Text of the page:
This means we simply do not know what barriers to trade in goods might be put in place or that matter the future trade rules on services.
This is because even at present for many service sector industries, the single market is far from complete and obstacles remain to true integration of the market.
Although there have been major adjustments to the original Treaty framework, the Single Market principles, as first conceived in 1958, have remained largely intact.
THEN WE COME TO THE BLAME GAME AS ALWAYS IT WILL TAKE TWO TO TANGO.
“Everybody lies.” It’s pretty easy just to lie and blame someone else even though you know you’re at fault. When you don’t succeed you find someone or something to blame for your failure. At the end of the day, someone has to pay.
The Political Class against the great unwashed – the voter.
Boris has found the backstop but the answer might be closer to home than most people care to admit. After all, as has been proved time and time again, the electorate always ends up with the politicians it deserves.
The more often you play the blame game, the more you lose
However much it hurts, voters must take their share of the blame.
That voters are angry and feel ‘betrayed’ rests entirely on their own heads.
The UK’s political duopoly no longer answers to the electorate, but now works exclusively on behalf of its global-corporate donors and has done for some time.
With a no-deal Britain will become ‘politically homeless,’ a psychological cul-de-sac constructed by individuals unwilling to engage all but superficially with the political process.
The tone surrounding Brexit has become increasingly bitter and accusatory in the last week.
Social media is overflowing with anger – at least from those who voted to leave the European Union. Who to blame – bureaucrats, civil servants, politicians, business leaders? Frustration is boiling over while the pound is heading for free fall and free speech dangles by a thread.
In order to succeed liars and charlatans like Boris first have to be believed. It’s a two-way thing. While swallowing the bait is easy, taking a step back to assess the evidence is always a much harder task, one that requires a certain degree of diligence as well as independence.
It’s not as if Brexit is the first time the Tories have said one thing and done another either.
The modern Tory party is abandoning its political heritage, it now openly derides and scorns the very principles upon which it has been established for 200 years.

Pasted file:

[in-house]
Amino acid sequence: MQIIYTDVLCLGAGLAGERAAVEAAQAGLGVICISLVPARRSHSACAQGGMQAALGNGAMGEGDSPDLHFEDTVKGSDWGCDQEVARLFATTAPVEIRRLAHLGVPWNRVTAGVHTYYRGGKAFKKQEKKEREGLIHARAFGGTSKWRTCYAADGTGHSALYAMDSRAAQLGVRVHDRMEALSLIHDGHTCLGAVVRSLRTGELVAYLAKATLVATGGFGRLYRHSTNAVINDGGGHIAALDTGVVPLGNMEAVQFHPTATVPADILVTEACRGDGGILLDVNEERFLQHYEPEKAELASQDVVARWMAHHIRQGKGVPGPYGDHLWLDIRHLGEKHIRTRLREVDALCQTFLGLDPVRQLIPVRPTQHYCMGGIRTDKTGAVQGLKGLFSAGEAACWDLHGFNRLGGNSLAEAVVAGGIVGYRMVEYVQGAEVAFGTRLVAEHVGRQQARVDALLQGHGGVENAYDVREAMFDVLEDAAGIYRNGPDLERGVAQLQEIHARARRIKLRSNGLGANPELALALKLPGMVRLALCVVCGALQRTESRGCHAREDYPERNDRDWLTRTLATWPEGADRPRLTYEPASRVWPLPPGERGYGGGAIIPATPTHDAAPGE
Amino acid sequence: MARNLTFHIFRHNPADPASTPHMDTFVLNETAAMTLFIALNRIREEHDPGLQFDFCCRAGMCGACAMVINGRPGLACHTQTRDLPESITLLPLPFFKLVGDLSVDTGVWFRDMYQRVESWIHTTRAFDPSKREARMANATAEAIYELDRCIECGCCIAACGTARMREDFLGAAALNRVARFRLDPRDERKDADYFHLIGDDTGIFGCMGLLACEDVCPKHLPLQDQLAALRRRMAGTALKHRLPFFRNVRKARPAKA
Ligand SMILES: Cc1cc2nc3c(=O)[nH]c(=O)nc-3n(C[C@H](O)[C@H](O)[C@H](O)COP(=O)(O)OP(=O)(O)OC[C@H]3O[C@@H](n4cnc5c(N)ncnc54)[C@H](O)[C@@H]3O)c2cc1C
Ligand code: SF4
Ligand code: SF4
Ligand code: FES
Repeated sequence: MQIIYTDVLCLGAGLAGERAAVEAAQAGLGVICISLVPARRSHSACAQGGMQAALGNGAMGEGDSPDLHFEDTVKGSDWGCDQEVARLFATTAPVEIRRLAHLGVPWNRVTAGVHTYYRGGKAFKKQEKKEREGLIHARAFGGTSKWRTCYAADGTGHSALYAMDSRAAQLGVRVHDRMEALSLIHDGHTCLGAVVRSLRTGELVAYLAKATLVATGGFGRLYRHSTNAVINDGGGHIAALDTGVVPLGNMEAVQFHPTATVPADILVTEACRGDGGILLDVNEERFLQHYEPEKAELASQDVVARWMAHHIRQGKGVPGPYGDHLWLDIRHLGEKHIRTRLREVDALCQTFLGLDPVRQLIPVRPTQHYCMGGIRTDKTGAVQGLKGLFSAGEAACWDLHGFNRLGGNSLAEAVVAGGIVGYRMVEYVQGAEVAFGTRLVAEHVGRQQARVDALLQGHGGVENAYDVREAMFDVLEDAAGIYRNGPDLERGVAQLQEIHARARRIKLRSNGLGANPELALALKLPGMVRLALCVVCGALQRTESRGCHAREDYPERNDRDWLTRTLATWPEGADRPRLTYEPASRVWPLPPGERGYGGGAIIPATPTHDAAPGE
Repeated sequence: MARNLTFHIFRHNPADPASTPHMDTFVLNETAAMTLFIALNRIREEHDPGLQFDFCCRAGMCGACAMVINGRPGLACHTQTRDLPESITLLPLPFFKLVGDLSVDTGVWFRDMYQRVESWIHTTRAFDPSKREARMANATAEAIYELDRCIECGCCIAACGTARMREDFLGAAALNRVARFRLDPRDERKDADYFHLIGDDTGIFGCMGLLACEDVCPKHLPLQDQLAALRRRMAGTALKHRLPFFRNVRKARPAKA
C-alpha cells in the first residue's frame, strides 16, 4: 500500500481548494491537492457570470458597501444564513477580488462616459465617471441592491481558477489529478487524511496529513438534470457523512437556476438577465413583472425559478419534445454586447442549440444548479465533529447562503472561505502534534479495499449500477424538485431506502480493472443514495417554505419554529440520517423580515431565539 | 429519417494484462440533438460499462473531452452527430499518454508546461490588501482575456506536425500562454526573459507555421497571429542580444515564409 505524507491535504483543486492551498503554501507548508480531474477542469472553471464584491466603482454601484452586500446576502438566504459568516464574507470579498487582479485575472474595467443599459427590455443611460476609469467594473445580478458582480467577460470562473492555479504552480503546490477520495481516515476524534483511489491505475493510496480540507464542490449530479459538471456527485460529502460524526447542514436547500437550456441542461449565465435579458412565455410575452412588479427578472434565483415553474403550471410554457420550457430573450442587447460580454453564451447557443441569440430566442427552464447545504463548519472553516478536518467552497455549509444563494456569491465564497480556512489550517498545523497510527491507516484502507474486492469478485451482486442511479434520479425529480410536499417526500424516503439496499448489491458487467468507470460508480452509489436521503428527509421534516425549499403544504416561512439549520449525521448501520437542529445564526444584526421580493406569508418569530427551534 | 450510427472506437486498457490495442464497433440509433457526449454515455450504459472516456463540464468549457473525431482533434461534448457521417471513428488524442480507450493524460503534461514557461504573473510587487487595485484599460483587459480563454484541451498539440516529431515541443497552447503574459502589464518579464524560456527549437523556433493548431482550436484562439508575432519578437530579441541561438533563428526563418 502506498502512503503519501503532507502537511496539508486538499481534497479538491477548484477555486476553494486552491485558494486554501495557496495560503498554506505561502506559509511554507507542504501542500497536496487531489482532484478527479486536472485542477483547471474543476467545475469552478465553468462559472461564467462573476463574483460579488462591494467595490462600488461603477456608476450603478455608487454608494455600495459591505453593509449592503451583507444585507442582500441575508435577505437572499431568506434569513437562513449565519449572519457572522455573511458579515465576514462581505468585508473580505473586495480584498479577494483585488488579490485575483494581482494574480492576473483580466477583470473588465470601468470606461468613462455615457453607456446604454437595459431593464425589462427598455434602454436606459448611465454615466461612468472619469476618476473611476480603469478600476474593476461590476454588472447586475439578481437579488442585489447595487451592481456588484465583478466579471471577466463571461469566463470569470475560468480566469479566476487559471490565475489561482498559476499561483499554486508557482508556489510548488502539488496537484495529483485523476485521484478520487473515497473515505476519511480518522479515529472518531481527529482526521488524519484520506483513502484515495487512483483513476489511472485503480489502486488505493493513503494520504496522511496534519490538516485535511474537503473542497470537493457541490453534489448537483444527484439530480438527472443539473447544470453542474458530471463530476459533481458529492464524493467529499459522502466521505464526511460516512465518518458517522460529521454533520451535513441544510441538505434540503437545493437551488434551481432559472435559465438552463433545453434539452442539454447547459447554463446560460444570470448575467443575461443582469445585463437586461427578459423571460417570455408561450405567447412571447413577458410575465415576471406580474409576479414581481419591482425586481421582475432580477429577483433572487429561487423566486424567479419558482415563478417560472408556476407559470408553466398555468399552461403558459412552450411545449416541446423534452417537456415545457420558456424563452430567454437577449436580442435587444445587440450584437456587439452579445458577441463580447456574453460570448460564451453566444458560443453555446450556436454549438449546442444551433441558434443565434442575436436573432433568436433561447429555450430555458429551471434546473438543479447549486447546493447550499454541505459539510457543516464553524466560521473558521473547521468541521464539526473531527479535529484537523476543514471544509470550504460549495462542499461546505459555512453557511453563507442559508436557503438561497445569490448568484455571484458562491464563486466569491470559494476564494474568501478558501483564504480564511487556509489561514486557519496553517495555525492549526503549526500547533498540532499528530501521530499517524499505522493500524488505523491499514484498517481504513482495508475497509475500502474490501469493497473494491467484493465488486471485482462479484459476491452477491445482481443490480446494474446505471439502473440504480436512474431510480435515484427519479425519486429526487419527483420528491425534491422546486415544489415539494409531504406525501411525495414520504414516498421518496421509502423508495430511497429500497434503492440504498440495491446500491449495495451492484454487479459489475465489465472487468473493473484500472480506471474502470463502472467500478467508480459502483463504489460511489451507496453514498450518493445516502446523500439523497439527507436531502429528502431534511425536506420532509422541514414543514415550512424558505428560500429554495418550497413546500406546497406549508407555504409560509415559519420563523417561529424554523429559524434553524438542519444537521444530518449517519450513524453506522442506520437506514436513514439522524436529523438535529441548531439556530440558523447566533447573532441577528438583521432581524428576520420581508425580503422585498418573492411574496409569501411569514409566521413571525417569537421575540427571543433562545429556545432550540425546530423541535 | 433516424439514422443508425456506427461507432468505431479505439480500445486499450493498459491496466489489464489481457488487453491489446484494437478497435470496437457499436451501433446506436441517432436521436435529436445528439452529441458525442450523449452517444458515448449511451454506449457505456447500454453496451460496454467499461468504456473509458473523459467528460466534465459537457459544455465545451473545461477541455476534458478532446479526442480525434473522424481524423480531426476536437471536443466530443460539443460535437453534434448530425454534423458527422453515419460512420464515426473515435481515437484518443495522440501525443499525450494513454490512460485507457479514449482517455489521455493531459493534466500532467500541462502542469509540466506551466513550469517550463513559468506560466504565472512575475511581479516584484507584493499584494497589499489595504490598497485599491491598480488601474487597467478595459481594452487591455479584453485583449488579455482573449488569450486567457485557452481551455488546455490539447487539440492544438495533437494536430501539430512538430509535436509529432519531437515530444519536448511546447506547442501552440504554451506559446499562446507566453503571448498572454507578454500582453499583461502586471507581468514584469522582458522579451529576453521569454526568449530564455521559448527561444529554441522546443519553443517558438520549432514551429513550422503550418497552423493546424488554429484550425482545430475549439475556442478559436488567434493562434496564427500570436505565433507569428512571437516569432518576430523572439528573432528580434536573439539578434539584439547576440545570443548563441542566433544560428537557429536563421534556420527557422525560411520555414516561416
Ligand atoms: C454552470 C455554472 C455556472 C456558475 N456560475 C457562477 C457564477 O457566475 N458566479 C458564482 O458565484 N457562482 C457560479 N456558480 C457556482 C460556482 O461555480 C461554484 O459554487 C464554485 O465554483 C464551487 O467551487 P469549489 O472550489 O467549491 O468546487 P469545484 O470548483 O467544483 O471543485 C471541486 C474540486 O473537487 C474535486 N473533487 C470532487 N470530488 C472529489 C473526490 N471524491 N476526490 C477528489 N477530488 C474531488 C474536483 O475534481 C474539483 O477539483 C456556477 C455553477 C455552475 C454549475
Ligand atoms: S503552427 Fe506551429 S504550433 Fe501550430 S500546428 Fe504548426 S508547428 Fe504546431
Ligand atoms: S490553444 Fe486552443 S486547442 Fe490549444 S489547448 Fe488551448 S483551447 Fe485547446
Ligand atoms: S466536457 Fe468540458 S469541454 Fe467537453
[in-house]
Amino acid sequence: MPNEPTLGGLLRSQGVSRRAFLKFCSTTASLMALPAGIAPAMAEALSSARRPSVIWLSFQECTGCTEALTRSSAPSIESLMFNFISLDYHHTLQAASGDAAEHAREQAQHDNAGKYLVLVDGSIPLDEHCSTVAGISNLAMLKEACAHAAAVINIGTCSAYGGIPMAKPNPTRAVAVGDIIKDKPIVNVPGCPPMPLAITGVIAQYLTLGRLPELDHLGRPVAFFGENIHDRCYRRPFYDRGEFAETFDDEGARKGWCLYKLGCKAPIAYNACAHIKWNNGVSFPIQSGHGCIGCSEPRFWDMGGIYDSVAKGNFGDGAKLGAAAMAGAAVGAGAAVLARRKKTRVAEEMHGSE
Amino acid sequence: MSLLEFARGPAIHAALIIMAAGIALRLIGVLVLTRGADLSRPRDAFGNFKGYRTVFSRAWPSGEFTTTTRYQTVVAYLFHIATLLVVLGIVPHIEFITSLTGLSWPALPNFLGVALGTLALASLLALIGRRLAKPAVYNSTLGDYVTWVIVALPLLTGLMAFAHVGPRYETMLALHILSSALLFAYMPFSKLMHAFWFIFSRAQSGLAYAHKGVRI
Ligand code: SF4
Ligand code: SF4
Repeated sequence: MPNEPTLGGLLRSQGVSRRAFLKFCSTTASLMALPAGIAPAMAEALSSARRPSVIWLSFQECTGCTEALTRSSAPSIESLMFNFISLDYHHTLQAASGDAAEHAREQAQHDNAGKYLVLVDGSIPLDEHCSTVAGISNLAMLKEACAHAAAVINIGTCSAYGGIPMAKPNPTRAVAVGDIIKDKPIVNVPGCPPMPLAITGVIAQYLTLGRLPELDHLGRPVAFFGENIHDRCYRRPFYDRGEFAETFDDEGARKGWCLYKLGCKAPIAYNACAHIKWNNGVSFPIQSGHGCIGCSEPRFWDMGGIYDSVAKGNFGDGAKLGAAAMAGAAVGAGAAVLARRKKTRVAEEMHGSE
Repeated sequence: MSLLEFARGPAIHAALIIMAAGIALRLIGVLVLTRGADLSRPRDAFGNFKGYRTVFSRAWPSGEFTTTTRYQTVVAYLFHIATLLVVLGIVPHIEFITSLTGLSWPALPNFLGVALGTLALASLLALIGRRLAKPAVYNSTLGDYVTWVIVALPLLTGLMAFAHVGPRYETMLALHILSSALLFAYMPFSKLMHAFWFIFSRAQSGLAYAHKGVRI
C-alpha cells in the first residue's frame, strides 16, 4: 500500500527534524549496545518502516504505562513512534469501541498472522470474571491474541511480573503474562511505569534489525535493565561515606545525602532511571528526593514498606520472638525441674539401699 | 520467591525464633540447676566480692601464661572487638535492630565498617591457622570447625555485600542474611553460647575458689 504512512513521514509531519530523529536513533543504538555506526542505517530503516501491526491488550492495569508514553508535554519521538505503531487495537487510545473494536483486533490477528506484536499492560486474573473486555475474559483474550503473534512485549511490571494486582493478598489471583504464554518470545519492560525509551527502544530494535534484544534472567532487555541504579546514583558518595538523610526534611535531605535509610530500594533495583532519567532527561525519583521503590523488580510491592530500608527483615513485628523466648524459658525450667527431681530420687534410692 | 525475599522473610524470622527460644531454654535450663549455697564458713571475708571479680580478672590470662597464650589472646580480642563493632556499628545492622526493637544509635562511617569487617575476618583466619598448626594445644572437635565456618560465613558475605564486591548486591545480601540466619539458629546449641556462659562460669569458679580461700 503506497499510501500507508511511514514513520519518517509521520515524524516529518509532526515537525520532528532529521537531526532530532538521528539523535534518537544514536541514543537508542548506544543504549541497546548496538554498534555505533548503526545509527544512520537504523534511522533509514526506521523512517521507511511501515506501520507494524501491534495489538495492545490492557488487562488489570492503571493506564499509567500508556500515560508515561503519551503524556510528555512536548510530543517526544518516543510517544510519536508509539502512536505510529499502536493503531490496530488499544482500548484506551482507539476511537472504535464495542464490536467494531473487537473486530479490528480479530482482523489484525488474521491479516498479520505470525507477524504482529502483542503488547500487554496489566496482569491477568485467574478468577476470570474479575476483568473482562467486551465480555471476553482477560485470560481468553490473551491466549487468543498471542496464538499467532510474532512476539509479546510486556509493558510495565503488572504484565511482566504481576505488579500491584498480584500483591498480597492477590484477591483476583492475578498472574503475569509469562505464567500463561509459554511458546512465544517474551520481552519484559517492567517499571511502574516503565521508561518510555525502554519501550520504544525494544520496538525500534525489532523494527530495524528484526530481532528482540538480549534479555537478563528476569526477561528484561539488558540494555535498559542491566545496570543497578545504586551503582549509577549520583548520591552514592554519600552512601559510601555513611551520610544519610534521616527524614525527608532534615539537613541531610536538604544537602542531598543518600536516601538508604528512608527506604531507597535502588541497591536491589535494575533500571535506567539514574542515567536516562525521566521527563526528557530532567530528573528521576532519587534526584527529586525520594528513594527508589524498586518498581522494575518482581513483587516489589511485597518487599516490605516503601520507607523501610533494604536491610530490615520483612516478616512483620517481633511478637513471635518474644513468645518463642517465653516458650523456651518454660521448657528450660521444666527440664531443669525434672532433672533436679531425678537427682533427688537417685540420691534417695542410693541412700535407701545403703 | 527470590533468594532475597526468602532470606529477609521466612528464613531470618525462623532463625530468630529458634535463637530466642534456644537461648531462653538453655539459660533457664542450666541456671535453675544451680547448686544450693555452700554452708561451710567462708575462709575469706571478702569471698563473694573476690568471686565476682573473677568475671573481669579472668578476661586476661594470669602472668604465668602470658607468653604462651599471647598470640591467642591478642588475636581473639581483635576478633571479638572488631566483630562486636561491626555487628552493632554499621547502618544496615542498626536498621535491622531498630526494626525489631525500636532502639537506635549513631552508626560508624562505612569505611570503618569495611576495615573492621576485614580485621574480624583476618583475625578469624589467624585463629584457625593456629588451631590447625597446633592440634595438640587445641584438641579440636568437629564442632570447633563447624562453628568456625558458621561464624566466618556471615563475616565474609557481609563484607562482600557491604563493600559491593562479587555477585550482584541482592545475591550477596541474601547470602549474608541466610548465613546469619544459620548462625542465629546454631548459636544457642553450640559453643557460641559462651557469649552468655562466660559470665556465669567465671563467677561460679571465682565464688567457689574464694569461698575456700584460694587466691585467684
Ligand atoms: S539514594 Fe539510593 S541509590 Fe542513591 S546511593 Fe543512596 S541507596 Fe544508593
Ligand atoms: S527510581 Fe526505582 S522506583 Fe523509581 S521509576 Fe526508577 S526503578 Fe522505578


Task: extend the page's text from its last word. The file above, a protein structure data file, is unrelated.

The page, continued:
The political blame game has started over the responsibility for a chaotic no-deal exit.
You could say that the EU is “not interested in the blame game.
Any further extension will only be given by Europe to give it time to prepare for a no-deal. In doing so it will ensure that Britain takes ownership of the no-deal and the responsibility for setting it right.
For the EU countries with the deepest trade ties with Britain — Ireland, the Netherlands, Germany, France, and Belgium — there are no illusions about how messy and costly a no-deal Brexit will be.
But hard Brexit will amount to an overnight legal revolution, and officials admit it is impossible to be fully prepared to manage the disorder after Brexit.
There is one thing for sure with a no-deal it will not be so easy to keep a grip on political events.
We should not underestimate the disorder and destabilisation there may be on both sides.
In today’s world, many of the threats to Britain’s security are global in nature.
Luckily there is one last hope.
Boris and his lot in a week have done more damage than Irish republicans, scots nationists. Three years ago he complained that the government spent £9 m on leaflets now is blowing £138m on billboards that should read ” Taxpayers Money”
So wake up Britain what is being done is in your name there is no allocating blame.
A General Election is definite after which the anger has to go somewhere.
Brexit will fail and stay will not be an option.
WTO must be answers and solutions to this General election Brexit vote.
All human comments appreciated. All like clicks and abuse chucked in the bin.